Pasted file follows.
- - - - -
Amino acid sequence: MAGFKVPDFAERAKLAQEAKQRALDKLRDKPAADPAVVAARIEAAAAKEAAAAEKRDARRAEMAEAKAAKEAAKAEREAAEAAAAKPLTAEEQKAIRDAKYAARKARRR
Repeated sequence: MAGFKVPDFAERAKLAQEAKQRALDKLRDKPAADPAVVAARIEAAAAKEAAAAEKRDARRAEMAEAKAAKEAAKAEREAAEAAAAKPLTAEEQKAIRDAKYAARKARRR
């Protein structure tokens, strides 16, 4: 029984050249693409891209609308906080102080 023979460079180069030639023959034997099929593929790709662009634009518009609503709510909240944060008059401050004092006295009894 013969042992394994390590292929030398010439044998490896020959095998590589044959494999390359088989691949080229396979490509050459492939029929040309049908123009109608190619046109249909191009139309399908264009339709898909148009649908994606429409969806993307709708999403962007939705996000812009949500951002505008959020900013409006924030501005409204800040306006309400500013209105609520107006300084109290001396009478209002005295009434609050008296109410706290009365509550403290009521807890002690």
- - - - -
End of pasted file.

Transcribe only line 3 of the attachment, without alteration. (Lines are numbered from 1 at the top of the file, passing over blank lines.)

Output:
């Protein structure tokens, strides 16, 4: 029984050249693409891209609308906080102080 023979460079180069030639023959034997099929593929790709662009634009518009609503709510909240944060008059401050004092006295009894 013969042992394994390590292929030398010439044998490896020959095998590589044959494999390359088989691949080229396979490509050459492939029929040309049908123009109608190619046109249909191009139309399908264009339709898909148009649908994606429409969806993307709708999403962007939705996000812009949500951002505008959020900013409006924030501005409204800040306006309400500013209105609520107006300084109290001396009478209002005295009434609050008296109410706290009365509550403290009521807890002690």